By Scott L. Miley
The Herald Bulletin
ANDERSON, Ind. — “Tin roof, rusted.”
Those may be the most memorable three words Cindy Wilson ever shouted as a member of The B-52s.
They come near the end of “Love Shack,” the wedding party staple that was the first million seller for the Athens, Ga., New Wave band.
In the song, the band is driving a Chrysler “as big as a whale” down the “Atlanta highway” to a rustic party cabin. The group bangs on the door. There’s no immediate answer and lead singer Fred Schneider yells, “You’re what?”
Wilson yells back, “Tin roof, rusted.”
Those three words apparently have more than three meanings.
In an telephone interview this week with The Herald Bulletin, Wilson offered, “People love to take words from a song and interpret it. You get the funniest things.
“We’ve heard people came up with legendary meanings for it like it was a meaning of a pregnant girl or a drug addict. All this kind of stuff. It was like, oh, my god,” she said.
“Basically when we were writing the song, we’d jam and come up with lyrics and melodies and harmonies. We’d jam for days and record everything ...
“In one of the jams, the music just stopped and I kept singing, ‘Tin roof rusted.’ It was so right and yet so funny and hilarious so we left it in.”
The B-52s will be in concert with The Go-Go’s at Hoosier Park Racing & Casino at 8 p.m. on Saturday, June 29. Tickets are still available for the outdoor show.
Earlier this month, The B-52s was forced to cancel shows due to Wilson falling ill.
“It’s one of those things that happened. We never do that. I just couldn’t perform. It’s something we hate to do,” she said.
Brother wrote her favorites
In December, Keith Strickland, one of the band founders 35 years ago, left the group on good terms. He wrote, “I will continue to be in The B-52s — I will just not tour. My barnstorming days have come to an end, but I wholeheartedly support Cindy, Fred and Kate’s decision to continue.”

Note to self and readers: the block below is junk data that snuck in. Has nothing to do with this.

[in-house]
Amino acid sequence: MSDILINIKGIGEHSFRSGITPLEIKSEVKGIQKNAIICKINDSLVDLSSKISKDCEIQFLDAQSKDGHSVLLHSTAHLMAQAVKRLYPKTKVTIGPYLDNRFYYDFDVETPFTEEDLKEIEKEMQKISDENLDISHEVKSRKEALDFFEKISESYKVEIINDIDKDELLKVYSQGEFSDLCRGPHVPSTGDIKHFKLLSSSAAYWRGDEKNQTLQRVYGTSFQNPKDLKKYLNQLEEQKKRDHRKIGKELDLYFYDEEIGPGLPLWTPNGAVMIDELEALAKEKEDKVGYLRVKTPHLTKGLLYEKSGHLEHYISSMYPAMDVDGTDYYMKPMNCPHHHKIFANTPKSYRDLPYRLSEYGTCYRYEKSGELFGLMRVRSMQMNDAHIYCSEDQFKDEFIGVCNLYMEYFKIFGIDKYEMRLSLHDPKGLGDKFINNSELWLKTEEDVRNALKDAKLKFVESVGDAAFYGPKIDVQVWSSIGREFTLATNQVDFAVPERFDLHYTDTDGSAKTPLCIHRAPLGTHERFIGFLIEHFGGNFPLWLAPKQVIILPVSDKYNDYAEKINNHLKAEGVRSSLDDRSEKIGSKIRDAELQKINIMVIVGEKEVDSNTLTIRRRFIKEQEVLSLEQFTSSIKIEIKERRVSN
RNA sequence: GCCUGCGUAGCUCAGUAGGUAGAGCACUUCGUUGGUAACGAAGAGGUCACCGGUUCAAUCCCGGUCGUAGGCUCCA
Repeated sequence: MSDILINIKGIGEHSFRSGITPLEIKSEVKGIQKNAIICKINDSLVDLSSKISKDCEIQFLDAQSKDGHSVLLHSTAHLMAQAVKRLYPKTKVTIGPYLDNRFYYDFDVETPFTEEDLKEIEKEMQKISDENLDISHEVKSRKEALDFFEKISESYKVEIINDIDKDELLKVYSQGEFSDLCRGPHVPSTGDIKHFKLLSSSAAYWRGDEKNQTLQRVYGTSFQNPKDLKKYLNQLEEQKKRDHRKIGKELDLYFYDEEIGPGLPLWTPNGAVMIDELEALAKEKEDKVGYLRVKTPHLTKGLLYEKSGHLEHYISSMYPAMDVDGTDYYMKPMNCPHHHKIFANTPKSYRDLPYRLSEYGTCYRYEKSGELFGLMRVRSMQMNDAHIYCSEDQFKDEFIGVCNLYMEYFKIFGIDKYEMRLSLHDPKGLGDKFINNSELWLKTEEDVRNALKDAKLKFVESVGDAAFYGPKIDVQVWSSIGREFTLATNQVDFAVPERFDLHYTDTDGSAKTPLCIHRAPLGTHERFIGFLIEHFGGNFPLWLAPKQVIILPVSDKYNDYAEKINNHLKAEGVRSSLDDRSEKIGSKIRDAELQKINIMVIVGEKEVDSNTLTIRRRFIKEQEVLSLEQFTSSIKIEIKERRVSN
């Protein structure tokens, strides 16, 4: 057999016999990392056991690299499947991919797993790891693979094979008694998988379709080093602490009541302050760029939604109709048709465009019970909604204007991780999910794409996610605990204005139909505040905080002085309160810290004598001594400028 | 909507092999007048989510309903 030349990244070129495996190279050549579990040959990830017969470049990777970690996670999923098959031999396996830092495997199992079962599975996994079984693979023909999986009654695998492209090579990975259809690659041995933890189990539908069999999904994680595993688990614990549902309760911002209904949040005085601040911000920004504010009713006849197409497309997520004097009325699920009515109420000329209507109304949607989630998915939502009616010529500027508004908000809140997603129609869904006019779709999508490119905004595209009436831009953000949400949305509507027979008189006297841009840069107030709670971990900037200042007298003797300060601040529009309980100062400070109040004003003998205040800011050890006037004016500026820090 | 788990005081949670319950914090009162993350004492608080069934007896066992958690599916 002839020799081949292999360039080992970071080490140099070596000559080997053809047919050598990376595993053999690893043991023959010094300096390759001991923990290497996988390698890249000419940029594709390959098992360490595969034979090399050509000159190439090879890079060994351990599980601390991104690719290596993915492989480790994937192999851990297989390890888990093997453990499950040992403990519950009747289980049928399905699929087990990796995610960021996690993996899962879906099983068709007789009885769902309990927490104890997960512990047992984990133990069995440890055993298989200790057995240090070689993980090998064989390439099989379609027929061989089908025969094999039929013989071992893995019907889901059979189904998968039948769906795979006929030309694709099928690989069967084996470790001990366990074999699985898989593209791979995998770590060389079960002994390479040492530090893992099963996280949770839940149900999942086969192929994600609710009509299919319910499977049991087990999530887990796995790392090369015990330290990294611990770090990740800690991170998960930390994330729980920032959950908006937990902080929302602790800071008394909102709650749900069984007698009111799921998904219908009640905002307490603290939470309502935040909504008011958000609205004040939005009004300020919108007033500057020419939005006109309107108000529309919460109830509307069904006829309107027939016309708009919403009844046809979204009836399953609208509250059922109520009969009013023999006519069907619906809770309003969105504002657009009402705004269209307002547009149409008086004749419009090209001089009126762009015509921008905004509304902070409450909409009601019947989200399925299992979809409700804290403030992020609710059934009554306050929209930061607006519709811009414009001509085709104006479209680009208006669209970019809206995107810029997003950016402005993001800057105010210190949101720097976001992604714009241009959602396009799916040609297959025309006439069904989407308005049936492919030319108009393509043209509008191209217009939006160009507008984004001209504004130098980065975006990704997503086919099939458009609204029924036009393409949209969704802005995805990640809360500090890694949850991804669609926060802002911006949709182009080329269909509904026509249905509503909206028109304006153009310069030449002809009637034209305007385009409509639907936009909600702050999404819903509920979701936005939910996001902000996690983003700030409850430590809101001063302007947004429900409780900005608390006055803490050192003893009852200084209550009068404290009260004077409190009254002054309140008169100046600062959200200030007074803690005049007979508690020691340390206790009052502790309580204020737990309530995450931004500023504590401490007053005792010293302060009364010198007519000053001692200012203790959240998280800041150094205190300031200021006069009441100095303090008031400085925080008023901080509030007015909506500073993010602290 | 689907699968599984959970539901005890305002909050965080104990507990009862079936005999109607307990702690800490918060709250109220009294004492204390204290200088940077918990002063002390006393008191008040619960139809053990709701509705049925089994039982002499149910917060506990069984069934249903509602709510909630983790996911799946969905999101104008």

Wilson said, “We left the door open for him if he gets tired of being a laid-back dude in Key West. ... I hate it that he’s not with us because I love him so much. He’s like another brother but it’s fine,” she said.
The band formed in October 1976 following a night of drinks in an Athens Chinese restaurant. They named themselves after a bouffant hairdo.
The four — Schneider, Kate Pierson, Wilson and her brother Ricky — were a hit with post-punkers. Their self-titled debut sold 500,000 copies thanks to the songs “Rock Lobster” and “52 Girls.”
They were riding the New Wave when Wilson’s brother died of AIDS in 1985.His influence on the band led Cindy Wilson to recall her favorite songs.
“Mine have been more geared to Ricky’s guitar work. He wrote and played beautiful melodies and it’s not the stuff people figure were hits but I love ‘Throw That Beat in the Garbage Can’ and ‘Big Bird.’” I love ‘Theme for a Nude Beach’ and ‘Girl from Ipanema Goes to Greenland’.”
After time off, the B-52s came back with “Cosmic Thing,” the 1989 album that included “Love Shack” and “Roam.”
Wilson said, “‘Cosmic’ was kind of a healing after Ricky left. It was a couple of years after he died. So we decided we would try and get together and see if we could write.
“It turned out to be very healing for us. It felt as if Ricky was in the room. It felt like he was there.”
She added, “And then with it being a hit was a major cherry on the top. It kept us going.”
Today, Wilson is married and the mother of two. And she said she was looking forward to the tour with The Go-Go’s.
“They’re good people. They’re awesome to perform with.”